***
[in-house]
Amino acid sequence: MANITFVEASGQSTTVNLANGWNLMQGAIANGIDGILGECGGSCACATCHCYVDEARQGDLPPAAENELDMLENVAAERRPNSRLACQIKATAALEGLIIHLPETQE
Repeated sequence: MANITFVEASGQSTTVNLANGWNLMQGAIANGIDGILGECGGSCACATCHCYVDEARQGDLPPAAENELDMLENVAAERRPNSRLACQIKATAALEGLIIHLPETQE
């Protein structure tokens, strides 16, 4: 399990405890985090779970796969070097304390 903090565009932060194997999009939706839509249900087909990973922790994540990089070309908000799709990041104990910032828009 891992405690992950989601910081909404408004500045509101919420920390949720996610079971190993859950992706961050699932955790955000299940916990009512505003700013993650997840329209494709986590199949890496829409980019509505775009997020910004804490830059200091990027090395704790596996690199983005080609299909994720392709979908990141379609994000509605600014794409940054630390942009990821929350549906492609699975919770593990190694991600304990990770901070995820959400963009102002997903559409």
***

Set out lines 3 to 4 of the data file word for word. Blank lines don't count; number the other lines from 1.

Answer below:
Repeated sequence: MANITFVEASGQSTTVNLANGWNLMQGAIANGIDGILGECGGSCACATCHCYVDEARQGDLPPAAENELDMLENVAAERRPNSRLACQIKATAALEGLIIHLPETQE
């Protein structure tokens, strides 16, 4: 399990405890985090779970796969070097304390 903090565009932060194997999009939706839509249900087909990973922790994540990089070309908000799709990041104990910032828009 891992405690992950989601910081909404408004500045509101919420920390949720996610079971190993859950992706961050699932955790955000299940916990009512505003700013993650997840329209494709986590199949890496829409980019509505775009997020910004804490830059200091990027090395704790596996690199983005080609299909994720392709979908990141379609994000509605600014794409940054630390942009990821929350549906492609699975919770593990190694991600304990990770901070995820959400963009102002997903559409």